"Today s game-playing kid enters the first grade able to do and understand so many complex things from building, to flying, to reasoning that the curriculum they are given feel like they are being handed depressants. And it gets worse as the students progress. Their Digital Immigrant teachers know so little about the digital world of their charges from online gaming to exchanging, sharing, meeting, evaluating, coordinating, programming, searching, customizing and socializing, that it is often impossible for them to design learning in the language and speed their students need and relish, despite their best efforts."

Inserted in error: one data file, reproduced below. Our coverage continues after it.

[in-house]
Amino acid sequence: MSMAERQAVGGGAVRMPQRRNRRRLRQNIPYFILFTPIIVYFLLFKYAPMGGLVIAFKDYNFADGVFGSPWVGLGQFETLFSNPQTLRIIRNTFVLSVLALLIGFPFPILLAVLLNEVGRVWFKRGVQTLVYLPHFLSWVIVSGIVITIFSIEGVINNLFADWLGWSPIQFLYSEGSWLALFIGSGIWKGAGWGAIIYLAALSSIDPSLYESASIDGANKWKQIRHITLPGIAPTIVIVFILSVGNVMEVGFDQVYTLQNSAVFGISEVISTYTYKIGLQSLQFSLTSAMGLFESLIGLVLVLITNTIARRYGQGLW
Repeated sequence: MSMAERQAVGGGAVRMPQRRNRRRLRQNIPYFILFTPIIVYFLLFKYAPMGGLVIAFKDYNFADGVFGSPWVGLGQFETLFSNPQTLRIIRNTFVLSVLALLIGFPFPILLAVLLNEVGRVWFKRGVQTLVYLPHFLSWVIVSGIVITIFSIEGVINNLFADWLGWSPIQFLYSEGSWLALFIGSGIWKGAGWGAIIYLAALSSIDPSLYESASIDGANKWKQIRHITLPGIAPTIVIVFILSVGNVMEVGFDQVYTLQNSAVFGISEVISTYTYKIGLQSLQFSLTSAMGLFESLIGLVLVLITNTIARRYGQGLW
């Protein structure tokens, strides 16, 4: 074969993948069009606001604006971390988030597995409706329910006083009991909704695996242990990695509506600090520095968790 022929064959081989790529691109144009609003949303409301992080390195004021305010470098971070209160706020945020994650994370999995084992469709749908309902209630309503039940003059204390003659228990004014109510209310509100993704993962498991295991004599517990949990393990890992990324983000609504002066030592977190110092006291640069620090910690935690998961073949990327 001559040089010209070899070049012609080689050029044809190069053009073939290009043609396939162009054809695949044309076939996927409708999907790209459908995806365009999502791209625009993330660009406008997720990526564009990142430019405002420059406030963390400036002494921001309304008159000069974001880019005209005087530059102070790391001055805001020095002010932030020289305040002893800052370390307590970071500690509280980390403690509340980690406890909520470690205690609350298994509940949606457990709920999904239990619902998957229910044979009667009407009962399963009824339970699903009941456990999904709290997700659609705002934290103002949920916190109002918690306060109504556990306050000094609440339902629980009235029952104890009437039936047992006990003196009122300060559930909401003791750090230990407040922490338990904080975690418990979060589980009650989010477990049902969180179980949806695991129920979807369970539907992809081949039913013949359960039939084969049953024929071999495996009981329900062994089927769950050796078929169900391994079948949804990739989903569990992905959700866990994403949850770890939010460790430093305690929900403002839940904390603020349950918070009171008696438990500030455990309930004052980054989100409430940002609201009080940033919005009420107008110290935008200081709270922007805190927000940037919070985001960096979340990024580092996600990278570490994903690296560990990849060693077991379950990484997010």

"An emerging coalition of academics, writers, foundations, game designers, companies like Microsoft and, increasingly, the U.S. Military is working to make parents and educators aware of the enormous potential for learning contained in the gaming medium. While edutainment, may work for pre-schoolers, it is primitive when it comes to the enormous sophistication of today's games. We need new and better learning games, and these are finally beginning to appear. Microsoft has sponsored a Games-to-Teach project at MIT which is building games for learning difficult concepts in physics and environmental science on the X-Box and Pocket PC. Lucas Games has lesson plans to help teachers integrate its games into curricula to teach critical thinking. A UK study by TEEM (Teachers Evaluating Educational Multimedia) has shown that certain games can help youngsters to learn logical thinking and computer literacy. Given the almost perfect overlap between the profiles of gamers and military recruits, the US Military uses over 50 different video and computer games to teach everything from doctrine, to strategy and tactics."